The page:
The Bridewell Palace stood on a vast site along the western bank of the Fleet River, reaching up from the Thames to the present day Fleet Street. It was built during the reign of Henry VIII as a rambling and spacious complex arranged around three large courtyards. In its early days, the palace was mostly used to lodge foreign monarchs and dignitaries. Charles V, Holy Roman Emperor, was entertained at Bridewell Palace in 1522. From 1531 to 1539, it was leased by the French Ambassador.
In 1550, Bridewell Palace was given over to the relief of the poor. The rural poor had been streaming into London for some time. It is estimated that at a time when London had a population of 70-80,000, it received a further 12,000 desperately poor migrants from around the country. Although most were honest, many begging until they could find work, among them were organized bands of robbers and hoodlums. Concern for the poor soon became mixed with fear of a threat to public order.
As a result, Bridewell Palace became not just a refuge, but the first "House of Correction", the idea being that enforced labor and punishment would reform the work-shy, the drunkard, and the petty criminal.
Prisoners were put to a wide variety of tasks, from carding and spinning to (for those who were to be punished as well as detained) the cleaning of sewers in gangs. Treadmills were installed. An ingenious hand-and-foot mill ensured that even those who had lost a limb would not be excused from working.
Prostitutes and vagrants were whipped on arrival, with 12 lashes for adults and six for juveniles. Disobedience or any other offence was punished by further flogging. Whippings were carried out in the courtroom.
Bridewell Palace became a tourist attraction for those whose idea of a good day out was watching half-naked women being flogged. Bridewell whippings became so popular that a balustrade gallery had to be built to hold all the onlookers.
Although much of the old Bridewell Palace was destroyed in the Great Fire, it was rebuilt between 1666-67 and carried on much as before.
Bridewell Palace was built in the early 16th century in the edge of the Thames as a residence for Henry VIII. The palace was a unique structure because it deviated from the architectural norms of the time by not having a great hall and featuring an elaborate staircase. It was also constructed around a large inner courtyard.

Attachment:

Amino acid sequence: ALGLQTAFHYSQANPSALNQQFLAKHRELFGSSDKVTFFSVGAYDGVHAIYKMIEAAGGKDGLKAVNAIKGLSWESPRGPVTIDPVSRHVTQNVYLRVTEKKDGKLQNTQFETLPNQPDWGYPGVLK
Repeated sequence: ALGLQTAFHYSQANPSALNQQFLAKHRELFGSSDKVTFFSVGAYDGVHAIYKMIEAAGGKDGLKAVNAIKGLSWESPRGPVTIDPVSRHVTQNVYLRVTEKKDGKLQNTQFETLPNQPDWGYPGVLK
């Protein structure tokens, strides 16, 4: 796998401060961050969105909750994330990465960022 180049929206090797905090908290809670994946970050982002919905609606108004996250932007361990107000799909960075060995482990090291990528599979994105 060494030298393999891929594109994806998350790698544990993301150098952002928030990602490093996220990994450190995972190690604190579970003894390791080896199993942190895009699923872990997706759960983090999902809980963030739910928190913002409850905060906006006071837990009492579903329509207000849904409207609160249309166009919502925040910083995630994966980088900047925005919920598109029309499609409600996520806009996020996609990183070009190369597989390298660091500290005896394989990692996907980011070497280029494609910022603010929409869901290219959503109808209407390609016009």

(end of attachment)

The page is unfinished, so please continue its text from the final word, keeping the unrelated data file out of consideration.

Under Edward VI in the 1550s, Bridewell Palace was given to the City of London as a home for the city’s homeless children and a place of punishment for “disorderly women.” It was run in conjunction with Bedlam Hospital throughout Shakespeare’s lifetime, and formed the blueprint for later large prisons: including the Clerkenwell Bridewell prison which opened as a correctional institute for prostitutes and vagrants in 1615; and Tothill Fields Bridewell prison which was opened in 1618 in Westminster.
The original building was mostly destroyed by the Great Fire in 1666, but the reputation of Bridewell outlasted the structure, with the term “bridewell” continuing in use around the world to today as a description for a city’s detention facility, usually close to a courthouse.
To see a copperplate map of the original Bridewell Palace as surveyed between 1553 and 1559, and to hear more details on a podcast given by Duncan Salkeld, the Professor Emeritus of Shakespeare and Renaissance Literature at the University of Chichester, and Visiting Professor at The University of Roehampton, go to: https://www.cassidycash.com/ep-17…